In addition to any required forms or paperwork, it’s always a good idea to have a written medical emergency plan handy for teachers, coaches, babysitters and other caretakers. Have copies available for school, daycare, sports teams, sleepovers and babysitters, and update it frequently. Having this information readily available will help ensure that your child receives the right care if a situation occurs when they’re away from you.

3. Include Important Info

Every child is different—and you know your child better than anyone. You know their likes and dislikes, their fears and strengths, their history and needs. If a medical situation occurred and your child required care when you weren’t available, what sort of information would be important for their healthcare provider to know to give them the best care possible?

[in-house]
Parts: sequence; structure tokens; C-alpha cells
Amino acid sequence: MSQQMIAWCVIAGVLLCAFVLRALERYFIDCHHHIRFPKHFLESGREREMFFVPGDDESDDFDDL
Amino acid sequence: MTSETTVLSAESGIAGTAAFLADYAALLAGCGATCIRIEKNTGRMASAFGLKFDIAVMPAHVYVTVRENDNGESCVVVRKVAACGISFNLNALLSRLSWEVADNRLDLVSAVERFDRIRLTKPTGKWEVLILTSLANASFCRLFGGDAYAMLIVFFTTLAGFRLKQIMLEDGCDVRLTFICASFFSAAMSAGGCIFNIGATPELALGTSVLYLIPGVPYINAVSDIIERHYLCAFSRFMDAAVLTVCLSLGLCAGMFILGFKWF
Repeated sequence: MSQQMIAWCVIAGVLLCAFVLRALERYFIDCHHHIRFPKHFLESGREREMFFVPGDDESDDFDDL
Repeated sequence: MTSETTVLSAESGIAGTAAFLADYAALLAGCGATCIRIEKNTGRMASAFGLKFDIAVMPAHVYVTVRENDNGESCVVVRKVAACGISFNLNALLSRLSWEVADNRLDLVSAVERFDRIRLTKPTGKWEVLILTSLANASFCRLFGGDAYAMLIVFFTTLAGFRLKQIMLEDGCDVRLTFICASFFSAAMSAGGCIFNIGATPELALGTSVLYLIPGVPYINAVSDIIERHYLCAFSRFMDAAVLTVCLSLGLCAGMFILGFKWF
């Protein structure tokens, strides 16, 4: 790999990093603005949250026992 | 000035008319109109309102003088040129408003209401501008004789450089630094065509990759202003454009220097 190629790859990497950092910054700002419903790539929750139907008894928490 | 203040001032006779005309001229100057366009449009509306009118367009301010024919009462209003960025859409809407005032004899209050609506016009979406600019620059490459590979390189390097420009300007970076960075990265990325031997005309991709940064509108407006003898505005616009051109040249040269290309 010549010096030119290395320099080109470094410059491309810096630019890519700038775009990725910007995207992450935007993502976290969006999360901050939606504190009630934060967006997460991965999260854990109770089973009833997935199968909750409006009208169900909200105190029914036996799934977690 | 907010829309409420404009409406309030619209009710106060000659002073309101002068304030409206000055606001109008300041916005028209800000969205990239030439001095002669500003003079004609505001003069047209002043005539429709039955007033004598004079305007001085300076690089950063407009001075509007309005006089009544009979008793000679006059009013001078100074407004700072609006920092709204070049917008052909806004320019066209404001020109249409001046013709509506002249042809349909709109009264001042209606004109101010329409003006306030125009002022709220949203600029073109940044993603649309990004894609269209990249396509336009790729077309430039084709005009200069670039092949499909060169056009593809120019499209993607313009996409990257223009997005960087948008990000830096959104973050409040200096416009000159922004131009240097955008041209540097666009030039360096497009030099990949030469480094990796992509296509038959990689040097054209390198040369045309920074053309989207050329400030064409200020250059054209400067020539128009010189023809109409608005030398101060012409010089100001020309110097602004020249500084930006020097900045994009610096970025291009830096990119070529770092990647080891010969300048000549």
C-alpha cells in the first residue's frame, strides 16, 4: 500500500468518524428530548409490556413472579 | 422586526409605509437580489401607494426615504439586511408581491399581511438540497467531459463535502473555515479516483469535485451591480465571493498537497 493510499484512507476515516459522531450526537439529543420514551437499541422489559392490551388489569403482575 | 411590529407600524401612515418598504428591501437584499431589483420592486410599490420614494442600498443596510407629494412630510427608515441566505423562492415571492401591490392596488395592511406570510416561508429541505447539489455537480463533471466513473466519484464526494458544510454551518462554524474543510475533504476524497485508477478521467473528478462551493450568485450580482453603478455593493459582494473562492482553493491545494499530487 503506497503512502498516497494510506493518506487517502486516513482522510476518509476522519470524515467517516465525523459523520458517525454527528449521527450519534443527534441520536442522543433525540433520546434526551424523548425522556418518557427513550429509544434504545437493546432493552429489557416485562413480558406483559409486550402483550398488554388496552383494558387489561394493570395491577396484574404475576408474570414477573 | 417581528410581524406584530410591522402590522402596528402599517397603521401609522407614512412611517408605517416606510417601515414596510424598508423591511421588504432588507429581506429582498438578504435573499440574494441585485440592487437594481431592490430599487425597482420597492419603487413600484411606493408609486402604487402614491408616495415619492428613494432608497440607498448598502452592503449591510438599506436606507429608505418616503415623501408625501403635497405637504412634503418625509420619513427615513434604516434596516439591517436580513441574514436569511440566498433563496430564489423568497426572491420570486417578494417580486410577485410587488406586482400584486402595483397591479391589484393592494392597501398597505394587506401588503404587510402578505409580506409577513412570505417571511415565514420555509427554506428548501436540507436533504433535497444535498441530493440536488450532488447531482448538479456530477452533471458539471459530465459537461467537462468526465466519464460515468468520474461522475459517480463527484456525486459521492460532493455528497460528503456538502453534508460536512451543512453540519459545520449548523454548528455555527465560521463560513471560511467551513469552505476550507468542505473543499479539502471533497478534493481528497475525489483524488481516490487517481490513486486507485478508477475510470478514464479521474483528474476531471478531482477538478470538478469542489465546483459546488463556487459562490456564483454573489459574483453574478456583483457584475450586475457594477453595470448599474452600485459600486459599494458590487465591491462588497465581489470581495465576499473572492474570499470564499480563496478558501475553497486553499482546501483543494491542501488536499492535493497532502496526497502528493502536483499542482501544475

This vital additional information can include medical details, like allergies to medications, foods, or other materials, as well as relevant medical history like surgeries or chronic conditions that could affect your child’s care. But there’s other information that’s also important for your child’s care. If they have a comfort item like a treasured blanket or toy that would make their experience a little easier, that’s important for teachers, doctors and nurses to know. If they’re scared of the dark or claustrophobic, that’s also important to put in their medical emergency plan.